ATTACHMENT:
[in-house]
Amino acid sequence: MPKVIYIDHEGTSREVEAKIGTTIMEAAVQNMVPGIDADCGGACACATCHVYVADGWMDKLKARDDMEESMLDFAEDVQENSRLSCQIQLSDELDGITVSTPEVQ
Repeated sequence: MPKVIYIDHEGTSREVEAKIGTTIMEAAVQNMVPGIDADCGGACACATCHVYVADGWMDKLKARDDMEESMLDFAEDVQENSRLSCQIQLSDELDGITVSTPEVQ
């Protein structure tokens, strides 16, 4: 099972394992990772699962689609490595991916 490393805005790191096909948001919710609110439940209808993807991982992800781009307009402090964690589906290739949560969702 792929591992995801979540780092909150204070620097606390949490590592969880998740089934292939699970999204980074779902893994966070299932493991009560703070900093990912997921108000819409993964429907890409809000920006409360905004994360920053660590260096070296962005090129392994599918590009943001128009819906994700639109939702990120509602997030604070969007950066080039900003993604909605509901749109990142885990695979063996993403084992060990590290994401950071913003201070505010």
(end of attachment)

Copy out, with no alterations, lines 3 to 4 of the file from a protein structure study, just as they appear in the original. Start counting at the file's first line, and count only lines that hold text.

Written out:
Repeated sequence: MPKVIYIDHEGTSREVEAKIGTTIMEAAVQNMVPGIDADCGGACACATCHVYVADGWMDKLKARDDMEESMLDFAEDVQENSRLSCQIQLSDELDGITVSTPEVQ
């Protein structure tokens, strides 16, 4: 099972394992990772699962689609490595991916 490393805005790191096909948001919710609110439940209808993807991982992800781009307009402090964690589906290739949560969702 792929591992995801979540780092909150204070620097606390949490590592969880998740089934292939699970999204980074779902893994966070299932493991009560703070900093990912997921108000819409993964429907890409809000920006409360905004994360920053660590260096070296962005090129392994599918590009943001128009819906994700639109939702990120509602997030604070969007950066080039900003993604909605509901749109990142885990695979063996993403084992060990590290994401950071913003201070505010």